#16 When you total it all up, American households are now receiving more money directly from the federal government than they are paying to the government in taxes.

What I can’t understand is how Obama is to blame for this? (I would blame the recession.) What I can’t understand is why we are so surprised about this? The housing market collapsed – more people needed aid. The job market collapsed – more people needed aid. We had a very bad recession – more people needed aid. We have baby boomers reaching 65 – more people retired and began to rely on the government programs they paid for.

How nervous are we supposed to get about this? Are we in imminent danger of running out of money? Apparently we are. Do we think that we, the American people, did anything wrong? Do we think that we, the American people, deserve to be punished? This was certainly not the approach the last time there was a recession. Do we think that austerity and misery are the answers to this? Will we bite the bullet if we have to? I guess we will if our fearless representatives in Washington can actually prove to us that this is the only way. We could, for example, end the Bush tax cuts for all of us. I, for one, am still not convinced that there are not other ways out of this besides kicking those on the bottom. One economist has taken over the dialogue in Washington, Paul Ryan. Almost everyone accepts that he is extreme. They need to stop threatening us, telling us we will turn into Greece. We are not in danger of turning into Greece.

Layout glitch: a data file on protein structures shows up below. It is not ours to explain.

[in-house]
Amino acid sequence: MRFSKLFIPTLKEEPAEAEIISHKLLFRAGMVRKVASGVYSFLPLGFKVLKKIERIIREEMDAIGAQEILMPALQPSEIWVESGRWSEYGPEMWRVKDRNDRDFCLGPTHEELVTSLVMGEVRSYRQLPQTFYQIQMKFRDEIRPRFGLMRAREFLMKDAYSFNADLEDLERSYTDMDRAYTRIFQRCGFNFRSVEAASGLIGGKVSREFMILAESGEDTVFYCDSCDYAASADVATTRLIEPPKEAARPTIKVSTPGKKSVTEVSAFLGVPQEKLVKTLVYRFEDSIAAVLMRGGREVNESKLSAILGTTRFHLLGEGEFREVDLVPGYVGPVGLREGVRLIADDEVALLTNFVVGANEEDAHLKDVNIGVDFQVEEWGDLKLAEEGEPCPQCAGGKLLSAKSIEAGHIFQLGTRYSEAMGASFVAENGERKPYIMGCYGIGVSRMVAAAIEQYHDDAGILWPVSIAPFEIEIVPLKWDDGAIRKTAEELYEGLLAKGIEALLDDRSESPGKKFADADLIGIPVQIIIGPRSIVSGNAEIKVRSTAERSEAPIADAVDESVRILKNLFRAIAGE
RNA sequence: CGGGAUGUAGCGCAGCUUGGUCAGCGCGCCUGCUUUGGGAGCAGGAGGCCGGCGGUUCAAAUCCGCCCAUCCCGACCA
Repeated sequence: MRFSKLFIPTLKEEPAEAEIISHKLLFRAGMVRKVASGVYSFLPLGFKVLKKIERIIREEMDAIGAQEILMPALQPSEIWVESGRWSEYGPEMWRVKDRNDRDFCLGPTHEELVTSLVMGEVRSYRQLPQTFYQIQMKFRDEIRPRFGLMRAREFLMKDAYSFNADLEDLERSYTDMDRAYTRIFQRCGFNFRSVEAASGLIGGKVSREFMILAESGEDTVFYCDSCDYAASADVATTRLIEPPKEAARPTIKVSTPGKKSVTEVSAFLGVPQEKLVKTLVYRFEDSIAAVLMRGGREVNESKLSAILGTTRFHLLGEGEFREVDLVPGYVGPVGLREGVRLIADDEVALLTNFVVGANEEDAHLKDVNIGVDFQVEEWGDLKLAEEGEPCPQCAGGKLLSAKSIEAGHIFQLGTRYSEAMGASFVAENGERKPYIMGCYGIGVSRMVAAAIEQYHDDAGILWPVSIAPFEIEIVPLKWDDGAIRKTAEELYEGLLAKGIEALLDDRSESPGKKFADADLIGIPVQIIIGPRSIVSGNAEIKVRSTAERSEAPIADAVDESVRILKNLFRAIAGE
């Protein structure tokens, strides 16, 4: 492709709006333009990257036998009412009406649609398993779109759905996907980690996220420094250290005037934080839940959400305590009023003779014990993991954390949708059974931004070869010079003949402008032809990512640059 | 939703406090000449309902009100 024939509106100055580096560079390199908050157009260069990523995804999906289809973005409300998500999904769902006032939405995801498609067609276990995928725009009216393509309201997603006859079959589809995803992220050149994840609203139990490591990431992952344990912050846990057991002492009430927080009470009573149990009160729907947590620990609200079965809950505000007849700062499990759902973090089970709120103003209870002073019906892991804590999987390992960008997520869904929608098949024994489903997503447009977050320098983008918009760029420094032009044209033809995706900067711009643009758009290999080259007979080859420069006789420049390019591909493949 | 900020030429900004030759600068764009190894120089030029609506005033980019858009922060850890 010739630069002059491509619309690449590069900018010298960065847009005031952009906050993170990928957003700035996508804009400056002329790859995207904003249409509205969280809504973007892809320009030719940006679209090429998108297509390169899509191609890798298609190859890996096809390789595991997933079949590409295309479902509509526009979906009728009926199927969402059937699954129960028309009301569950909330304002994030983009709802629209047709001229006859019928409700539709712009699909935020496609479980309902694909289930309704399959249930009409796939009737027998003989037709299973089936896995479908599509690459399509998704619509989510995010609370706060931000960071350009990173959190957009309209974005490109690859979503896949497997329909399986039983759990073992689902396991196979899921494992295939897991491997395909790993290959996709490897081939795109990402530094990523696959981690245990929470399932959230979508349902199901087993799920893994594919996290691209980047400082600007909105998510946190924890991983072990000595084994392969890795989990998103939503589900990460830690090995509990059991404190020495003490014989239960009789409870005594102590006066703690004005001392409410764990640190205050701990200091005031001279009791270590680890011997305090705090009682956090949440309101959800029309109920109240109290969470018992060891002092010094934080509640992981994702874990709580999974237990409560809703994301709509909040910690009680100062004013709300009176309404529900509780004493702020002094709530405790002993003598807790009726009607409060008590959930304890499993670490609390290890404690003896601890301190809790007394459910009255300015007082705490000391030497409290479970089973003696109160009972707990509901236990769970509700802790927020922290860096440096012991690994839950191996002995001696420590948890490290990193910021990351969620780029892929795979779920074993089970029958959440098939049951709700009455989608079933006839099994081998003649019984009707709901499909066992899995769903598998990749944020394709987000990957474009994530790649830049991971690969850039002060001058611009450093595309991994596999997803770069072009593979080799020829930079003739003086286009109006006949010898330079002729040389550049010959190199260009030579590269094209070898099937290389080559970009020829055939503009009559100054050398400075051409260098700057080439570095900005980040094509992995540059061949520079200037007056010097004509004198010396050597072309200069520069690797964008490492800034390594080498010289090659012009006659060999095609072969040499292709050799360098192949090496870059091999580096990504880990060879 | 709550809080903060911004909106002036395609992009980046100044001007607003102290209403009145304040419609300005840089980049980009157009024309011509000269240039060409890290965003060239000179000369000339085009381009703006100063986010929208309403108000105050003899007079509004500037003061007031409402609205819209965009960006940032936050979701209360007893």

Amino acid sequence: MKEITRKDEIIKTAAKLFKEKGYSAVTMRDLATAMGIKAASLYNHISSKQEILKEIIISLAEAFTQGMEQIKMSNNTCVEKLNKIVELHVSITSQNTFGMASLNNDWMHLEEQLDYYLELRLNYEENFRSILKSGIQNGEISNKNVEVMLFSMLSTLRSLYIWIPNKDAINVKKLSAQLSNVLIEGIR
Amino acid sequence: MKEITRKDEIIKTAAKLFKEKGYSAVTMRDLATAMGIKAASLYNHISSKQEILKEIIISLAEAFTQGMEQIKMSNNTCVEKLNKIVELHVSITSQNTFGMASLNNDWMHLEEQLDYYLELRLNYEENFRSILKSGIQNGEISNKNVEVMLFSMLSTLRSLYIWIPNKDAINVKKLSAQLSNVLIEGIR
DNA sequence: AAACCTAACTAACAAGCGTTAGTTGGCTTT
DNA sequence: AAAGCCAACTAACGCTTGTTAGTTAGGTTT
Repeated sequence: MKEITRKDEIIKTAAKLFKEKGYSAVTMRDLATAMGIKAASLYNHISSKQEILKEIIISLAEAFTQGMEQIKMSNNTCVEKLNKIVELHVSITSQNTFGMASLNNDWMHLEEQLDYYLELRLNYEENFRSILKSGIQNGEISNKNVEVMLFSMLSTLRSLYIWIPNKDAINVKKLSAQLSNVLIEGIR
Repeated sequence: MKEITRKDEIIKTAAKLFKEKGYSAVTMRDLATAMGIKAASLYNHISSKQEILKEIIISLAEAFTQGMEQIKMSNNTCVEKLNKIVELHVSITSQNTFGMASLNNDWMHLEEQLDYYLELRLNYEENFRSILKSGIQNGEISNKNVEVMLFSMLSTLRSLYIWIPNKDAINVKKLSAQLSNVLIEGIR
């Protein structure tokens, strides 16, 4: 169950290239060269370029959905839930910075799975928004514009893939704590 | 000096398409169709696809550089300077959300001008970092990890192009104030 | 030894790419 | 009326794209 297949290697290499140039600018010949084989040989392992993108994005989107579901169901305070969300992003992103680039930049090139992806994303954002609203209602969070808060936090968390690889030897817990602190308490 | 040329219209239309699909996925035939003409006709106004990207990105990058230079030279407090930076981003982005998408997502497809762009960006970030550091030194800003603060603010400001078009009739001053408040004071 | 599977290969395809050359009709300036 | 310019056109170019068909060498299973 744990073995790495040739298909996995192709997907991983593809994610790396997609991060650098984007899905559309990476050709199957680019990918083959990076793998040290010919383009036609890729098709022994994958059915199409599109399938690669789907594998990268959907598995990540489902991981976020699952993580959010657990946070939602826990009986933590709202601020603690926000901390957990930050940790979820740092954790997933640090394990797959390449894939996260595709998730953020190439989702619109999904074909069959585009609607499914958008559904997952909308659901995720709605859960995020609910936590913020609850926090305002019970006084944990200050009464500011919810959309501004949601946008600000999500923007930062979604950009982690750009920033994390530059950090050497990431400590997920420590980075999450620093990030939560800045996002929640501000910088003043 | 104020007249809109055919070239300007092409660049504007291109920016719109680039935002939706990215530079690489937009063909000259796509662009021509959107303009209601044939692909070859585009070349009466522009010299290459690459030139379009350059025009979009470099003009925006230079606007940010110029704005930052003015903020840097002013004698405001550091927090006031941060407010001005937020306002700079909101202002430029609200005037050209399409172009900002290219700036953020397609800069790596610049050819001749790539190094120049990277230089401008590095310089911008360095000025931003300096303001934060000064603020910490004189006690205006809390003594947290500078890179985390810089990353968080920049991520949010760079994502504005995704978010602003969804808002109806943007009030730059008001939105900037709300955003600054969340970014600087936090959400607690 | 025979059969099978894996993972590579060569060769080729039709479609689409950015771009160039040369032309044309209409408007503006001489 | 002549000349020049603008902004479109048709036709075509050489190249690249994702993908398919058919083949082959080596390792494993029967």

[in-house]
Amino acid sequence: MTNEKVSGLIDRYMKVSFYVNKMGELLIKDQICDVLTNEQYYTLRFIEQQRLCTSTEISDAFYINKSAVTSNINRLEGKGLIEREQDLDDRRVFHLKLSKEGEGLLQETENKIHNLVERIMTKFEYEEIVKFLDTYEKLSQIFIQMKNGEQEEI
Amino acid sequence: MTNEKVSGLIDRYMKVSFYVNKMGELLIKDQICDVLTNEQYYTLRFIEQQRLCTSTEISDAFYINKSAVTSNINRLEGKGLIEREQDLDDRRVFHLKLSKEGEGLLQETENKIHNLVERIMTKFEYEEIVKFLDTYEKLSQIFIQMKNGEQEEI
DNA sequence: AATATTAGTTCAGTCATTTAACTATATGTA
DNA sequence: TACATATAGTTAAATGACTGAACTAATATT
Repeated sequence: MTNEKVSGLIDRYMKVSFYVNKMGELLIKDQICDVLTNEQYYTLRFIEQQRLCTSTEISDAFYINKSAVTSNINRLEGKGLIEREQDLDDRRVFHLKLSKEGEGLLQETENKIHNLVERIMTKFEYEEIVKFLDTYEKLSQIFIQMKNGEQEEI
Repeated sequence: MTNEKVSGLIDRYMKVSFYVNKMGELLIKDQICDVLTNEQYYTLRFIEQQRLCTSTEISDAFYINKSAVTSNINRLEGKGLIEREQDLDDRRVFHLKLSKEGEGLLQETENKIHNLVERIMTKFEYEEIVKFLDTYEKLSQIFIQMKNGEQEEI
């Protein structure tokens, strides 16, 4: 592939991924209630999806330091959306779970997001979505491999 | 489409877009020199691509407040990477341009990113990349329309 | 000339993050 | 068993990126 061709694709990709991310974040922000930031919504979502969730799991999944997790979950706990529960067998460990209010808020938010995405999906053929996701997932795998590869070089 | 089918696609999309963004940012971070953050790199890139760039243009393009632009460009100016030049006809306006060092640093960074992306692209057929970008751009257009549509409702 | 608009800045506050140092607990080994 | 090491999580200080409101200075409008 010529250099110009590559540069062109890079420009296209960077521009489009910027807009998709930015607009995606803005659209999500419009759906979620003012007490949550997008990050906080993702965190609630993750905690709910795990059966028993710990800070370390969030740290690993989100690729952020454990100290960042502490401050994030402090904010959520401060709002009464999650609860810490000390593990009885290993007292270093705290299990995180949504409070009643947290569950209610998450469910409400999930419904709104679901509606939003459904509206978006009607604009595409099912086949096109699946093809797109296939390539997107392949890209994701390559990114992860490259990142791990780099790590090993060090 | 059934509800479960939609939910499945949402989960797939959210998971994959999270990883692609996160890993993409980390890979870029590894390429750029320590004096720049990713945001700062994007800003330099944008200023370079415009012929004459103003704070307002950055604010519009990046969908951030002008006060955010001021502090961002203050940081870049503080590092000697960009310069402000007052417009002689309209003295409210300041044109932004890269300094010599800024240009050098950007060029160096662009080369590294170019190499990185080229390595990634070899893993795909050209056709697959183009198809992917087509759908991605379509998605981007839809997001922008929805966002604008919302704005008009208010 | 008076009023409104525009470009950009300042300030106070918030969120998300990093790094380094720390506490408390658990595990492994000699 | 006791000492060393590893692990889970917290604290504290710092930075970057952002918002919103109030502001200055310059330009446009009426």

We need JOBS! If we had plentiful, good-paying jobs many of these problems would go away. Fewer people would have to rely on the government. We could return to our key role as master consumers, keeping the American economy healthy. If you want us to shop, find us jobs. If you want more tax revenues, the answer is jobs. If you need to temporarily increase government aid to stimulate jobs, then do it. Stop asking state and local governments to take care of everyone. They are in a worse crisis than you are. They made exorbitant promises to public employees. The federal government did not make exorbitant promises. They have kept the level of assistance at fairly reasonable levels.

If you want to see if the spirit of competition still exists in Americans you can look to the recent Olympics. We did very well. And individually our athletes showed so much heroism and perseverance. One of our athletes continued racing with a broken leg so he would not let down his team mates. We don’t need a stick; we need a carrot. Paul Ryan is a stick man, and that is why I am so bummed out that Romney went there. A lot of Americans seem to feel that they have been bad and need to be punished. I don’t. My litany is: JOBS*JOBS*JOBS!

Here are two links on this subject:

NB  There are 114,235,996 households in America. The data suggests that 55,975,638 receive some form of assistance.